Friday, November 7, 2003
Warrant Article 1
School asks $1.3 million for wastewater plant
State reimbursement in doubt if project rejected
At Monday night's Special Town Meeting voters will decide the fate of a new wastewater treatment plant for the Carlisle School. With a 60% state reimbursement riding on the decision, school officials hope voters will approve the project to take advantage of the reimbursement, even if payback could take years given the state's current economy.
With few items on the Warrant, the School Building Committee is also concerned about getting the 150 people needed for a quorum to show up at Town Meeting. "I urge everyone to go to Town Meeting so we don't jeopardize the state funding," says Carlisle School Superintendent Davida Fox-Melanson.
The total estimated cost for the system is $1,499,000 and includes construction of a wastewater treatment facility and a septic field. The school has over $200,000 available from funds previously set aside for a septic system in the 1996 school link building expansion project. When applied to the current project, it brings the amount requested in the Warrant Article to $1,278,918. The Selectmen support the Article (see story on page 5). (The FinCom was scheduled to take a position on the Article on Wednesday night, after press time.)
State requires prompt completion
In 1996, the state School Building Assistance Bureau, SBA, agreed to a 60% reimbursement rate for a new septic field, required in the link building expansion project. Currently, the state has promised to reimburse the wastewater plant at the same rate. However, the SBA commitment is based on work being completed in a timely manner. In a letter dated September 22 from SBA Administrator Christine Lynch to school Business Manager Steve Moore, Lynch writes, "This project must start by the summer of 2004 and no further extensions will be granted. Delays beyond that timeframe would necessitate the submittal of a new application." The letter goes on to say, "Approval of this extension of time does not guarantee that all expenditures related to this phase of the project [the wastewater treatment plant] will be accepted." The SBA will review all expenses at a final audit of the project.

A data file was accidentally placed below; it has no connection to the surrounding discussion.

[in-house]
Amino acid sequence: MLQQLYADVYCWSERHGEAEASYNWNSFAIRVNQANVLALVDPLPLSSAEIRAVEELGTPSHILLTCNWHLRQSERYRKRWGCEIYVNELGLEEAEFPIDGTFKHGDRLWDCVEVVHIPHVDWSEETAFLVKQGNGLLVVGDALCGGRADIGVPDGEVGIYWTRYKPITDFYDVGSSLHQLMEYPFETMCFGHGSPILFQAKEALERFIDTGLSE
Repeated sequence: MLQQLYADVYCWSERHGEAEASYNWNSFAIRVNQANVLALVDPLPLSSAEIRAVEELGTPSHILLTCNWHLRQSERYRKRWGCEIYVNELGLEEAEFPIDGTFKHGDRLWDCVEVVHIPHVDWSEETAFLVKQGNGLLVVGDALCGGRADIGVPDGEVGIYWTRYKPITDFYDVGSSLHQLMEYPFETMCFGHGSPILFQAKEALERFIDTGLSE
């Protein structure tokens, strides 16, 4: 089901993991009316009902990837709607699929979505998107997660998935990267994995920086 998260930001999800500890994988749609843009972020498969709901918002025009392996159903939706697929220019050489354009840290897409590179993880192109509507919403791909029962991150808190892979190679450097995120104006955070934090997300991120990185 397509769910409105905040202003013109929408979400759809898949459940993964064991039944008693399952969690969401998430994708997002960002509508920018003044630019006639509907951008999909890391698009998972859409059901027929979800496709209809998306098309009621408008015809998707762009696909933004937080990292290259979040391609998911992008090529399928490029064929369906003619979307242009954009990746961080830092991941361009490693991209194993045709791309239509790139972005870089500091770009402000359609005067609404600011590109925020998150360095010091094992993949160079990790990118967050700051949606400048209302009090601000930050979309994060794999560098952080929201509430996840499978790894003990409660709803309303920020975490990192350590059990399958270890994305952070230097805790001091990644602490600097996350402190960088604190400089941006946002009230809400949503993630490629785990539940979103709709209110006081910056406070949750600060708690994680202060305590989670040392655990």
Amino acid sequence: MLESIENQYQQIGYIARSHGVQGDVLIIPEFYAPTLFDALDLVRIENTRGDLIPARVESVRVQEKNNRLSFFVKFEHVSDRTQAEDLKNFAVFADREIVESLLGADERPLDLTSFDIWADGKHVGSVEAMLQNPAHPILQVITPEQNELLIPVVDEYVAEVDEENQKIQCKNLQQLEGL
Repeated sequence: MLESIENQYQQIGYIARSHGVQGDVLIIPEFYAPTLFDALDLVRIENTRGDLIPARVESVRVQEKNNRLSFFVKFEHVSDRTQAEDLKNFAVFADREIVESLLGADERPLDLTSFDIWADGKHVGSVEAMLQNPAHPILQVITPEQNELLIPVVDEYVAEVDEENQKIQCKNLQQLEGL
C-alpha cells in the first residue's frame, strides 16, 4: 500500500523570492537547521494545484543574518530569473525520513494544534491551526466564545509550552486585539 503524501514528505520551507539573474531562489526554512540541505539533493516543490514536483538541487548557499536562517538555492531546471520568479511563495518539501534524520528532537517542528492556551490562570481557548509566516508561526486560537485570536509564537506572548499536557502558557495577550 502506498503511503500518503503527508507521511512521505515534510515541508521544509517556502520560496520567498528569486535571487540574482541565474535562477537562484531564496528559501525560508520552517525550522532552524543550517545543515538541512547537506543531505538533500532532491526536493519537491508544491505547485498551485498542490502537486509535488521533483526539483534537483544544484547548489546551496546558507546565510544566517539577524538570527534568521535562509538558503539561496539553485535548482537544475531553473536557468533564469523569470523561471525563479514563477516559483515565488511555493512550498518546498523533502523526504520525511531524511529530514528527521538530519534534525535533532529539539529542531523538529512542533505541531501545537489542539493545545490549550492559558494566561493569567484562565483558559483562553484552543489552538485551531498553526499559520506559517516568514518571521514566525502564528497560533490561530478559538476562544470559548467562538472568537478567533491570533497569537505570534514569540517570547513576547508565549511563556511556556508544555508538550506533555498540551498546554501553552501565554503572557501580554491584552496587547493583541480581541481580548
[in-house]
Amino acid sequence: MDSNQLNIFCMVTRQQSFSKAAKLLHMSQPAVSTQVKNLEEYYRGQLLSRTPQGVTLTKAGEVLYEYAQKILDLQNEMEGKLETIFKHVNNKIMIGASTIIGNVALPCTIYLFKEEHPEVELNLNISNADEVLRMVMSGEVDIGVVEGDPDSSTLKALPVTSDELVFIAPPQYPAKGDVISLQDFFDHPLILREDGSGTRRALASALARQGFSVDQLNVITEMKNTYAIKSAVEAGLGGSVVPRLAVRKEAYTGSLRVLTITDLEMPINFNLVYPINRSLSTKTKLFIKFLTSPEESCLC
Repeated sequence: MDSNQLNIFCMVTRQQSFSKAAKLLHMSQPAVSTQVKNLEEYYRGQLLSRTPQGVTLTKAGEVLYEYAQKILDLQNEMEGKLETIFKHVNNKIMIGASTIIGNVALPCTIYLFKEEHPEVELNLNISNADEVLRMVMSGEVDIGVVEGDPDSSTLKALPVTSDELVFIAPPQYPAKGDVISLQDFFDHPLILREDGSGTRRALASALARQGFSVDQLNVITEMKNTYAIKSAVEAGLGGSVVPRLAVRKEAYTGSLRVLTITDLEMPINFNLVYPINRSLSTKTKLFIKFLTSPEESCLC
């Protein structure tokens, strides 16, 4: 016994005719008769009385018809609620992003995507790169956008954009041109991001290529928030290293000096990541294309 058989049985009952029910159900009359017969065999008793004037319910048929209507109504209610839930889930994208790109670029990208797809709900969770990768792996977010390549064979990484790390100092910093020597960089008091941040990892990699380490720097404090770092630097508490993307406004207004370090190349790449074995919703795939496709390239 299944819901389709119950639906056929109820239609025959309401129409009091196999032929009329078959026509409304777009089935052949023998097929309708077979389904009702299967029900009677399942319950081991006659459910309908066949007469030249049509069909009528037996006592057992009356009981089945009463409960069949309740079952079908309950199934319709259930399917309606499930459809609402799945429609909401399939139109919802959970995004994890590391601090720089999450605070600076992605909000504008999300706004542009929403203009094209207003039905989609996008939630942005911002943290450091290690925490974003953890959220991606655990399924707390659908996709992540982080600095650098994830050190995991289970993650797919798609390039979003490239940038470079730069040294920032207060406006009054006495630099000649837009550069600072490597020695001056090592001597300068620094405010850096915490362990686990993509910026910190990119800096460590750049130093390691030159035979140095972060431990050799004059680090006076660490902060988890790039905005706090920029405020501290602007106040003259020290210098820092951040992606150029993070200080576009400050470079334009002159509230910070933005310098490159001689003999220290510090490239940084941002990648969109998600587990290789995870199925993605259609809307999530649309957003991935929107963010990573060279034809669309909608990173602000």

Even if the project is funded by the town this fall, state reimbursement funds are likely to take several years with the state's economic condition, acknowledges Moore. However, he says, "If we wait, there's no guarantee we'll get state funding." Governor Romney put a moratorium on funding new school building projects this year while the SBA program and its large list of approved building projects is examined.
School Building Committee Chair Paul Morrison pointed out that the project has already encountered delays. "We have to do the project sometime. The system is in technical failure."
Until the system is redone, the school is required by the Board of Health to pump out the septic tank monthly at a cost of $1,000 a month. The school building committee plans to replace the current failed septic system with a new wastewater treatment facility designed to meet the needs of the existing school as well as a possible future expansion of the school.
If the project is approved at Town Meeting, a simple majority vote is required to approve the expenditure on the ballot on Tuesday, November 18, and the wastewater plant is the only question on the ballot.
Impact on tax rate
The expected tax-rate impact is ten cents per $1,000 of assessed value on each real property for the first year or two, according to Town Treasurer and Tax Collector Larry Barton. Since the state will not send any reimbursement moneys for the first few years, the tax- rate impact is projected without any reimbursement factored in, says Barton. Debt service will decline over the twenty years projected to pay off the debt to five cents per $1,000 of valuation. With a tax rate of $12.47 per $1,000 next year, the wastewater plant will add 0.8% to the tax bill, says Barton. With the average home value in Carlisle now at $723,043, the tax bill would increase by $72 on the average home. Any state reimbursement funds received in the future would reduce the tax impact.
Wastewater facility required
Since 1996, student enrollment has grown and has increased flow rates at the school. Consequently the school is now required to have a wastewater treatment facility rather than a septic system. To qualify for state reimbursement the school must plan ten years out for its anticipated future wastewater requirements, says Fox-Melanson. Despite the slowdown in the local real estate market, many believe enrollments will increase again once the economy rebounds because of the desirability of Carlisle and the reputation of the school system with its high student MCAS scores.
RBC system "tried-and true"
The rotary biological contactor (RBC) system proposed is technology used in the majority of schools and office parks in the state, says engineer Paul Clinghan of Hoyle, Tanner Associates (HTA), the engineering firm that designed the system. "It's 30-year-old technology that meets the state's ground water discharge permit requirements," he says. "The system chosen has the best track record and is tried-and-true with the Department of Environmental Protection," says Fox-Melanson.
The wastewater plant proposed is a masonry building approximately 40 x 50 feet in size that will be located on school property in the sloping wooded area between the back corner of the gym and the Spalding playing fields. The building will be visible through the woods from Spalding Field, says Flannery.
The building houses several steel tanks including a large pre-treatment or septic tank, a flow-equalization tank, an aerobic anoxic RBC tank, a clarifier RBC tank, and a tertiary sand filtration tank. It has a simple lab for performing tests.